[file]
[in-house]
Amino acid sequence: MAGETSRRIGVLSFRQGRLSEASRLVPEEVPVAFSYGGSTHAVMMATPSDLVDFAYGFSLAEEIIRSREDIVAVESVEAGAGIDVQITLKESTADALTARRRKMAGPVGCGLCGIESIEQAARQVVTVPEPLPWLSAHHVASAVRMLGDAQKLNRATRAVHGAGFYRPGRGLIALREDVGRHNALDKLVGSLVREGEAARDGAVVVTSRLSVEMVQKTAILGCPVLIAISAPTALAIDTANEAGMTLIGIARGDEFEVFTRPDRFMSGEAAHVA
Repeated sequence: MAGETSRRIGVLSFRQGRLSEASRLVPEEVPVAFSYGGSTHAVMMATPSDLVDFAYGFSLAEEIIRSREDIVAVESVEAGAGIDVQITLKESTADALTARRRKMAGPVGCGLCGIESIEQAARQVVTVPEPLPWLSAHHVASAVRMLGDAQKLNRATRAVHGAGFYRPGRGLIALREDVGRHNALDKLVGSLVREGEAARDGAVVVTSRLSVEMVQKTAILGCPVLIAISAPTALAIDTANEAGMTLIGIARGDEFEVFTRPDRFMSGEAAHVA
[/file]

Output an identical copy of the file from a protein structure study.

[in-house]
Amino acid sequence: MAGETSRRIGVLSFRQGRLSEASRLVPEEVPVAFSYGGSTHAVMMATPSDLVDFAYGFSLAEEIIRSREDIVAVESVEAGAGIDVQITLKESTADALTARRRKMAGPVGCGLCGIESIEQAARQVVTVPEPLPWLSAHHVASAVRMLGDAQKLNRATRAVHGAGFYRPGRGLIALREDVGRHNALDKLVGSLVREGEAARDGAVVVTSRLSVEMVQKTAILGCPVLIAISAPTALAIDTANEAGMTLIGIARGDEFEVFTRPDRFMSGEAAHVA
Repeated sequence: MAGETSRRIGVLSFRQGRLSEASRLVPEEVPVAFSYGGSTHAVMMATPSDLVDFAYGFSLAEEIIRSREDIVAVESVEAGAGIDVQITLKESTADALTARRRKMAGPVGCGLCGIESIEQAARQVVTVPEPLPWLSAHHVASAVRMLGDAQKLNRATRAVHGAGFYRPGRGLIALREDVGRHNALDKLVGSLVREGEAARDGAVVVTSRLSVEMVQKTAILGCPVLIAISAPTALAIDTANEAGMTLIGIARGDEFEVFTRPDRFMSGEAAHVA